Your comments about animal or human emotions (or any mental processes) are about 50 years behind the science. Physicists do not directly observe a photon, only its effects, from which its properties are inferred, and predictions made and tested. The same holds with respect to emotions and all mental processes in people or non-human animals. If predictions are repeatedly confirmed, with no disconfirming instances, the inferences are as justified as any others in science.

By anon994387 — On Feb 05, 2016

This is such a moot point. It doesn't matter whether animals can cry with sorrowful tears or not. They still feel emotions. Producing tears has nothing to do with emotion. If a human's tear ducts are damaged do you think they feel emotion less strongly?

The way people are talking on these comments suggest they think emotions are intrinsically linked to tears which is ridiculous and illogical.

Humans just happen to show their distress with tears (and not all of us do - I rarely cry and my eyes water for no reason often so the connection between my tears and my emotions is very weak). It doesn't mean their emotions are any stronger than any other animal's. If you think about it, tears are stupid and wasteful; you're wasting water and salt just to say "boo hoo I'm sad" when howling or whimpering would suffice.

Tears are just the way humans have evolved to show emotion. Animals have their own methods and feel emotions just as we do.

By anon969784 — On Sep 13, 2014

A smiley expression in a dog doesn't necessarily indicate happiness. If your dog's mouth is open just a tad, with the sides raised, he may indeed look like he's smiling, but he may actually be anxious, nervous or otherwise in distress.

A dog may also give the false impression of smiling in subordinate situations, according to the ASPCA. If a dog is threatened by another animal or human that he feels is higher in ranking, he may attempt to show his subordination by raising his lips in a non-aggressive display. It's a different baring of the teeth than an aggressive one, and the dogs know the difference. It has the appearance of a smile, but the poor pooch is scared.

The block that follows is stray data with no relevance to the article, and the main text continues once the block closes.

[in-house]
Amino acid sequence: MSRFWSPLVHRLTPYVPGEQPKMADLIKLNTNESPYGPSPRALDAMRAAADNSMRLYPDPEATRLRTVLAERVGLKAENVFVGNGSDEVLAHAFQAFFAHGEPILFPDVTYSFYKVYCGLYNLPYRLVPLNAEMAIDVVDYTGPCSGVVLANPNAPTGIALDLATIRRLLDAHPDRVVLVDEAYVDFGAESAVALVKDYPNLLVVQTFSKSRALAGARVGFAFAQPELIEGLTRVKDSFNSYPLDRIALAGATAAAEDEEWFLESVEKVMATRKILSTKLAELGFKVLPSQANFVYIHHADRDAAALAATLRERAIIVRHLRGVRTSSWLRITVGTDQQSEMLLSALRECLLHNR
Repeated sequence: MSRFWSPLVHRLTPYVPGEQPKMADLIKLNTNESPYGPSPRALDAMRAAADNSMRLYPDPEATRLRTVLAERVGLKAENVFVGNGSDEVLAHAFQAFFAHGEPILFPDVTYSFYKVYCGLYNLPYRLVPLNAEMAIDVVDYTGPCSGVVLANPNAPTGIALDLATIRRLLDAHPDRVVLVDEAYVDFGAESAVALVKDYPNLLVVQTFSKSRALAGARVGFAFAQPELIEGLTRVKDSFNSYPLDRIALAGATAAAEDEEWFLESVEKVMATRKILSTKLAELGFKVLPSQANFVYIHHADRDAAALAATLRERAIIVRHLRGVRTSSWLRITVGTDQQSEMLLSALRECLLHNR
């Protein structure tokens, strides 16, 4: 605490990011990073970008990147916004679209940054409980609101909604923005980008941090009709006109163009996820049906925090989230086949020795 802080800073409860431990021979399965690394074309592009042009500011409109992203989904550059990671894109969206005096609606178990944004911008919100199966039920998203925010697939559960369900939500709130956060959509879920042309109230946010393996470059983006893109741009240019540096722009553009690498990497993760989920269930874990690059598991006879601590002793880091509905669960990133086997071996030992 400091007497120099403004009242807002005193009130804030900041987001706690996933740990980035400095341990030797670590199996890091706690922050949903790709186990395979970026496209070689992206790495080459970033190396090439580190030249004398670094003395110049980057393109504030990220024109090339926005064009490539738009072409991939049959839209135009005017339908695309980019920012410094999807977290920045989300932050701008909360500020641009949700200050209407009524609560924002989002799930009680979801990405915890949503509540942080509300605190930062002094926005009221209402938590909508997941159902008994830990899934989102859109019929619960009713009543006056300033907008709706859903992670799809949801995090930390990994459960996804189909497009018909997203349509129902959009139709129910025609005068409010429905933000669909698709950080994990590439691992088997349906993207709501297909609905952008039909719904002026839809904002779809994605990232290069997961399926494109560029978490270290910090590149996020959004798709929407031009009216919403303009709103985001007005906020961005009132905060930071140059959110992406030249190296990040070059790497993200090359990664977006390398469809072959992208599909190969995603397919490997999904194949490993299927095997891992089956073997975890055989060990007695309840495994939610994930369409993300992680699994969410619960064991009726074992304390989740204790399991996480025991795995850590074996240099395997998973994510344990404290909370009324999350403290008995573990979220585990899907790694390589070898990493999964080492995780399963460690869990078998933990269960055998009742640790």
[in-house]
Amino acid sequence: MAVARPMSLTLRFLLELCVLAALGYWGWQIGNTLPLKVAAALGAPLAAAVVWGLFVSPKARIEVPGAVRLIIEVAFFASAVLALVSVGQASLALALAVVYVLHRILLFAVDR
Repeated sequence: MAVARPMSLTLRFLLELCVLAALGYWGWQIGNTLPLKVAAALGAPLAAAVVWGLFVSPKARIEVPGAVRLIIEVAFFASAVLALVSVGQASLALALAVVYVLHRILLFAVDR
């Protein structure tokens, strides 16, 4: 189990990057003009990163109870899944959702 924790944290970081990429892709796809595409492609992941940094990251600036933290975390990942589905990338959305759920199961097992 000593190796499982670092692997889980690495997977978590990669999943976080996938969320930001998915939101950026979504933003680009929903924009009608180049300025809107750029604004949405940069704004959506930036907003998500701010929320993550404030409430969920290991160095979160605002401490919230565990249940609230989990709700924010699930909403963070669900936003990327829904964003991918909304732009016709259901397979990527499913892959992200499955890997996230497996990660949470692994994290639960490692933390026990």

By feasting — On Jan 22, 2013

My ten-week-old puppy cried for two hours when I left him with a friend. I'm glad that I didn't know this at the time I was going on vacation, or I would have turned around and came back!

I had just rescued him a week earlier. I had found him in the road, nearly starved to death.

I guess he associated me with safety, food, and water, because my friend said he acted like he'd lost his lifeline. He howled and howled, and I hate that he saw me driving away without him!

By healthy4life — On Jan 22, 2013

@OeKc05 – It probably does. I know that when my baby is crying for a bottle, I can't get the milk warmed up fast enough because it makes me so sad!

When you know that your little one is crying because he's hungry, it's particularly heartbreaking. I can tell his dirty diaper cry from his hunger cry.

By OeKc05 — On Jan 21, 2013

Baby birds cry for food. I've seen them in nests before, with their mouths wide open and looking toward the sky.

They make these cute little high-pitched sounds that are hard to hear unless you get really close to the nest. I have been able to find bird nests before because of these cries. Otherwise, I would have just walked right on by.